Gold may regain safe haven status4 min read . Updated: 27 Aug 2007, 12:46 AM IST
Gold may regain safe haven status
Gold may regain safe haven status
Mumbai: Indians looking to buy gold for the upcoming wedding season had better hoard up the yellow metal, say analysts.
Gold prices are likely to move up sharply in the near future, they add, as the yellow metal will soon re-emerge as the natural safe haven for global money market investors who are shedding riskier assets.
Gold may touch $800 (Rs32,960) per ounce (oz) by the end of 2007, from a spot market rate of around $667.9 per oz, they say.
Gold used to be a safe haven in times of turmoil, gaining during bear markets or falling markets and declining in asset value during rising markets (or bull markets). During the bear market of the 1970s, gold prices moved up, while the price of other financial assets fell. Conversely, the equities boom of the 1980s and 1990s led to a long decline in the price of gold.
During the bull run in equities over the last four years, however, the distinction between gold and other financial assets and between gold and the US dollar was broken as investors bought gold to reinvest their rising wealth, sometimes from other assets. Investors increasingly treated gold as just another asset class.
The result, said Andrew Holland, managing director of Merrill Lynch & Co. Inc. in India, is that gold was in danger of losing its safe haven status. That was borne out in May 2006, when equity markets tottered around the world. Instead of moving up, the price of gold fell in tandem with equities. In the past few weeks, too, gold prices have reported very little appreciation, though investors have been on a selling spree in equity markets across the world.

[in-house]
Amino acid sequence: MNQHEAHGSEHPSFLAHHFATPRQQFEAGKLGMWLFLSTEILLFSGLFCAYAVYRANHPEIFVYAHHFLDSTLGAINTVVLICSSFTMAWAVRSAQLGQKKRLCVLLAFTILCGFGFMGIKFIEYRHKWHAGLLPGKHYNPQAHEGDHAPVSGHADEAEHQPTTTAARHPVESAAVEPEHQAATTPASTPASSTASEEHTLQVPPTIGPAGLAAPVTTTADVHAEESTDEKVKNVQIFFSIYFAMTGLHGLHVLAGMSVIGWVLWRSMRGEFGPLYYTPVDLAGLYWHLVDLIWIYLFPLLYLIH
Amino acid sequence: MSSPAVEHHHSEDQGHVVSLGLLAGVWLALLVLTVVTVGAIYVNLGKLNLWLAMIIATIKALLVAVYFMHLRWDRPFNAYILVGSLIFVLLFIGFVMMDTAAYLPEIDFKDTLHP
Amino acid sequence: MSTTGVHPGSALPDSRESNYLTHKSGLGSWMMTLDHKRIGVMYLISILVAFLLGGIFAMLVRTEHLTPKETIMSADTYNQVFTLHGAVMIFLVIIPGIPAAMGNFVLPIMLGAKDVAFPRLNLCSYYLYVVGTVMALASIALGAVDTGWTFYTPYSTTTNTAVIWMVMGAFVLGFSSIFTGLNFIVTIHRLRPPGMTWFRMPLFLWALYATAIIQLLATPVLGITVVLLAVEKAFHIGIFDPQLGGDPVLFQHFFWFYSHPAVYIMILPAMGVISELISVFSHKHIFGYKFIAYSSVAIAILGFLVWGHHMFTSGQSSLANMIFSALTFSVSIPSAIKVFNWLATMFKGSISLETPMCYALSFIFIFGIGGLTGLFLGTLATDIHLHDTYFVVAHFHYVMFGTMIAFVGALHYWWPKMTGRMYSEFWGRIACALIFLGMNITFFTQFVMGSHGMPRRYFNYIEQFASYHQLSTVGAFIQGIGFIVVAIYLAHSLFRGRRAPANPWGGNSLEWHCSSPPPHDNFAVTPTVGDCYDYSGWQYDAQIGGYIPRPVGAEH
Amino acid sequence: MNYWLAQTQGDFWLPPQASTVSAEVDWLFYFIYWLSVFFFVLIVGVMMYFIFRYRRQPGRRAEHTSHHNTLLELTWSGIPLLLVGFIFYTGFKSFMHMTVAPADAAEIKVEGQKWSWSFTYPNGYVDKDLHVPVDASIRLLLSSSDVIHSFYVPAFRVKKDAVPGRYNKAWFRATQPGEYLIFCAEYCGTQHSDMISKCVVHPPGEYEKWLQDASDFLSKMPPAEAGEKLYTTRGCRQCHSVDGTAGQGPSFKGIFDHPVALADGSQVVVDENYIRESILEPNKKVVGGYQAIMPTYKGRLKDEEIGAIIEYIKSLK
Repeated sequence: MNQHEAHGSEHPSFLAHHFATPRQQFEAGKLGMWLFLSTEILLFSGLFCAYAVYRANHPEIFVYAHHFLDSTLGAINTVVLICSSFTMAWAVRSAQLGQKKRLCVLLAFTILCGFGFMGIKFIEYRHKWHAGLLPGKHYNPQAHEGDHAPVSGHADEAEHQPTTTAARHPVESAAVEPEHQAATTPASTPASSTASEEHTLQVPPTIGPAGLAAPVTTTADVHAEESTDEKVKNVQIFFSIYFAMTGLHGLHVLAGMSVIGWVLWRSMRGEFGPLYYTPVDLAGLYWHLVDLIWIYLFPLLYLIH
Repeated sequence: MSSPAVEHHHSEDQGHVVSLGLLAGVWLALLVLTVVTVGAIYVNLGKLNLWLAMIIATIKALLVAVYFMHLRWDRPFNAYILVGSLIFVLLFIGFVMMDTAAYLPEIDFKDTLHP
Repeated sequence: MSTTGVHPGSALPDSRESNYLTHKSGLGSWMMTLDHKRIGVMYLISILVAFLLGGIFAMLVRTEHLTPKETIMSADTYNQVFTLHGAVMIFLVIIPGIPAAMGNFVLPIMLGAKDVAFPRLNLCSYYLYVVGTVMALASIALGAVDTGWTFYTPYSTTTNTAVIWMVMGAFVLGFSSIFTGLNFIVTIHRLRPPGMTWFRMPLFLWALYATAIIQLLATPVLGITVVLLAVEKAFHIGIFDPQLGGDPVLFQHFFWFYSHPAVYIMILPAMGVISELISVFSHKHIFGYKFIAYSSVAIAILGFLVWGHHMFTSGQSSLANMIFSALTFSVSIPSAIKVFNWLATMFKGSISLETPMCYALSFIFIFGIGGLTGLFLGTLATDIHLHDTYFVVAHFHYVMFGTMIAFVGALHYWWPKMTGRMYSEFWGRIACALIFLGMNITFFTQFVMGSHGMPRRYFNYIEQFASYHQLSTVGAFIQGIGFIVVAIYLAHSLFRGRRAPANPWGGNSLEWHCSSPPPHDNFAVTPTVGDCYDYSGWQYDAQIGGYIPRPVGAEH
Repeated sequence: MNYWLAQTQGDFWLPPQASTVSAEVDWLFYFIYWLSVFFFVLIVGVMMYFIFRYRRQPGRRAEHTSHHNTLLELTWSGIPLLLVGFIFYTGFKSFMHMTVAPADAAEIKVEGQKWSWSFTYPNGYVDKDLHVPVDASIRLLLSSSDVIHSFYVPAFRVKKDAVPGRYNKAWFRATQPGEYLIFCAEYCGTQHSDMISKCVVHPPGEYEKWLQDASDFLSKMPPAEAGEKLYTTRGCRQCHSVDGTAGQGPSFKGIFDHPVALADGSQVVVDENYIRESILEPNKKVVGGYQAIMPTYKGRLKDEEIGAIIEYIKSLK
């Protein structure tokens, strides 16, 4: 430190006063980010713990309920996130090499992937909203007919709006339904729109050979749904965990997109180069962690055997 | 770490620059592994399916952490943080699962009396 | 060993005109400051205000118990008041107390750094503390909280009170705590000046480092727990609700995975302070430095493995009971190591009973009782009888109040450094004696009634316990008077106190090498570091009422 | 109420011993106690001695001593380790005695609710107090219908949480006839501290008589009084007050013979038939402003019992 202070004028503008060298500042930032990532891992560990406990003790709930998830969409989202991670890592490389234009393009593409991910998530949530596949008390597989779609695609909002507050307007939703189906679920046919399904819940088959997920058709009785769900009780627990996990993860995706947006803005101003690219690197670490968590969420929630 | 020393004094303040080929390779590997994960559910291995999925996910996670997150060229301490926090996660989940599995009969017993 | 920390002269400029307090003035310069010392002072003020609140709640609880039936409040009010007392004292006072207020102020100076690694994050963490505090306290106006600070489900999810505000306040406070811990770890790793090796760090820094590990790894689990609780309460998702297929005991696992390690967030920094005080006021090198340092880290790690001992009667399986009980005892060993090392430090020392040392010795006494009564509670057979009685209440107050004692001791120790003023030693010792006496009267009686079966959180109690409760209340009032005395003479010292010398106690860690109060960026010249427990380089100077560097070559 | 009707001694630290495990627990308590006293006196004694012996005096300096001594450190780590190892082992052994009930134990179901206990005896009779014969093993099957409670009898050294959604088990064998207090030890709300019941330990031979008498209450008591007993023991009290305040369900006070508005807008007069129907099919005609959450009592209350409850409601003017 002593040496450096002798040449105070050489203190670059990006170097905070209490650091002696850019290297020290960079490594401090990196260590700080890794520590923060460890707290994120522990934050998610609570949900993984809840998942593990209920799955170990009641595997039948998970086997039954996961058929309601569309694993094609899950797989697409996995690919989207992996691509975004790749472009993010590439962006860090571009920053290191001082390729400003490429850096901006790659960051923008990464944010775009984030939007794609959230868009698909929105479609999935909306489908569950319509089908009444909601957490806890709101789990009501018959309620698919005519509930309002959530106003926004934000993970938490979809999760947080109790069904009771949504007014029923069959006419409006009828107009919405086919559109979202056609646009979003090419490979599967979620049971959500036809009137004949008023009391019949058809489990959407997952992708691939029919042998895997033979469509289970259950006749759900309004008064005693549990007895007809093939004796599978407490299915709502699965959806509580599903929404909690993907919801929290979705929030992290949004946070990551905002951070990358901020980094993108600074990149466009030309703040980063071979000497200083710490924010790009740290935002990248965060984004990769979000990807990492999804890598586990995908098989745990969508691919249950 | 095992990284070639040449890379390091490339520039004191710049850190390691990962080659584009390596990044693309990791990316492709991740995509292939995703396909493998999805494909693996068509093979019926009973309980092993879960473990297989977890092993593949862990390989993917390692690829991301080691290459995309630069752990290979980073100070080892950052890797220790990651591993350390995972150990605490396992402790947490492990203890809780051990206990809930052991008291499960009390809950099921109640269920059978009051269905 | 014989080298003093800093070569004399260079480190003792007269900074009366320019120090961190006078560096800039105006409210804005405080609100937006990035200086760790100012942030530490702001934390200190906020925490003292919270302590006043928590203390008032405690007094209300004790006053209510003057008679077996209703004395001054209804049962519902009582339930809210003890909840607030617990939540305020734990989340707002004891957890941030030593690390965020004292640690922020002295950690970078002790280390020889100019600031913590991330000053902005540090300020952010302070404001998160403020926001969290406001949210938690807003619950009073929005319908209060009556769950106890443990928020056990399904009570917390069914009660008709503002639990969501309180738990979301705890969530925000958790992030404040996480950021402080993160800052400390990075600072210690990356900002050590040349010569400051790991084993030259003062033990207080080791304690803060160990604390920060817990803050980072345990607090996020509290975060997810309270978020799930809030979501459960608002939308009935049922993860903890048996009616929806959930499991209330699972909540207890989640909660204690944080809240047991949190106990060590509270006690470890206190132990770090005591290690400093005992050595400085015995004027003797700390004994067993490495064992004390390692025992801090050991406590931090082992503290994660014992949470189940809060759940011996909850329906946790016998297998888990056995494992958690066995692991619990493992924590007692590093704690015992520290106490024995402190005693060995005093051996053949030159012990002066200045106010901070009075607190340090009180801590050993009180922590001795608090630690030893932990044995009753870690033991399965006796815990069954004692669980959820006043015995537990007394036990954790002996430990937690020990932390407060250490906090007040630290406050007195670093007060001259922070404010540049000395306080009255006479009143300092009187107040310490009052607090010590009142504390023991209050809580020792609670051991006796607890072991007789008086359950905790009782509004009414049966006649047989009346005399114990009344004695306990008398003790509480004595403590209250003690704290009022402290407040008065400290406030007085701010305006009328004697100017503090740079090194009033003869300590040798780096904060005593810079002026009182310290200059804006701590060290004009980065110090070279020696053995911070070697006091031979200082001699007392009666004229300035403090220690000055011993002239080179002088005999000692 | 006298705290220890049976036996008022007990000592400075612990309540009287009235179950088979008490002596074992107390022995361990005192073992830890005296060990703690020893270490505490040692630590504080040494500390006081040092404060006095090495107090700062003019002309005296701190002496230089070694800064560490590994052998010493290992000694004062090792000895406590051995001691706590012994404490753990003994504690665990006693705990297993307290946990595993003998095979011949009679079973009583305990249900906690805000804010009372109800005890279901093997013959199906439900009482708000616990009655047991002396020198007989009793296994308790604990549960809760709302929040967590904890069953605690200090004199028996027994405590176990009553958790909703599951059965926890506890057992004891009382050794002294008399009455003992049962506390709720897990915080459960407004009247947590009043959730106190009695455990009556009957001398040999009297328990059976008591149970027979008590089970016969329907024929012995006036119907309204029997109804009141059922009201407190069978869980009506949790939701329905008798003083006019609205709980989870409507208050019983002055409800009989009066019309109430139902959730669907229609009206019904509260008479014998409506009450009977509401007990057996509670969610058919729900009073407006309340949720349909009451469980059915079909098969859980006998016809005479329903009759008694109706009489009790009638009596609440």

But gold traders say that the yellow metal’s status as a safe haven is likely to be re-established. They add that, in the recent sell-off, investors had been buying up US treasury bills, or government debt, which is the safest way to invest in the US economy and currency, resulting an appreciation of the US dollar.
Since gold prices usually move in the opposite direction to the dollar, gold prices have fallen.
However, over the longer term, the risks in the US economy and the size of the US current account deficit are expected to erode the value of the dollar, predict analysts, leading to higher gold prices.
“It is only a matter of time before a lot of money will come home to gold, the safest investment haven without any counter-party risk" said James Turk, founder and chairman of US-based Gold Money, a firm that focuses on trading securitized gold and silver. “Gold prices were on a roll as the dollar weakened against other currencies till mid-July, when there was a change in this trend. Apart from increased dollar demand, central banks, buckling under pressure to bail out equity markets, sold more than 67 tonnes of gold in July, impacting gold prices in both spot and futures markets," Turk added.
Gold Money currently holds more than $200 million worth of securitized gold.
The demand for physical gold is also expected to rise heavily in the next few months, said Manan Y.R. Desai, resident head of the Dubai-based international office of Citigold Corp. Ltd, the Australian gold mining company listed on Australian Securities Exchange (ASX). “Customers in India, the largest market for gold, and those in few other select markets in the West, will drive up physical demand," said Desai, adding that other factors such as oil prices and dollar value will also drive gold prices.
Though India is the largest market for physical gold, investments in gold exchange traded funds have not been very large, said Sandesh Kirkire, chief executive of Kotak Mahindra Asset Management Co. Ltd, the wholly owned subsidiary of Kotak Mahindra Bank Ltd. The mutual fund house owns more than half a tonne of gold under its exchange-traded-fund (ETF) scheme.
“Gold prices were volatile in the past few weeks because of the volatility in the equity markets and more importantly, in the currency markets. As the volatility in the money markets settles down, the price of gold will shoot up," Kirkire added.
Sanjiv Shah, executive director of Benchmark Asset Management Co. Pvt. Ltd, the first Indian mutual fund house to start a gold ETF, said “there is a decent increase in fresh money coming to our gold ETF scheme, in the past few weeks."
Benchmark had started its gold ETF around February 2007 with about one tonne of gold. Today, it holds over 1.4 tonnes of gold. “Most of the new money coming into the gold ETF is from the retail investors and not from institutions," Shah added.
However, the overall flow of money into ETFs has not picked up pace, said Kirkire. This is because ETF as a concept has not really been registered in the minds of Indian investors, he added.
“We think this is the best time for an investor to buy gold," Kirkire said.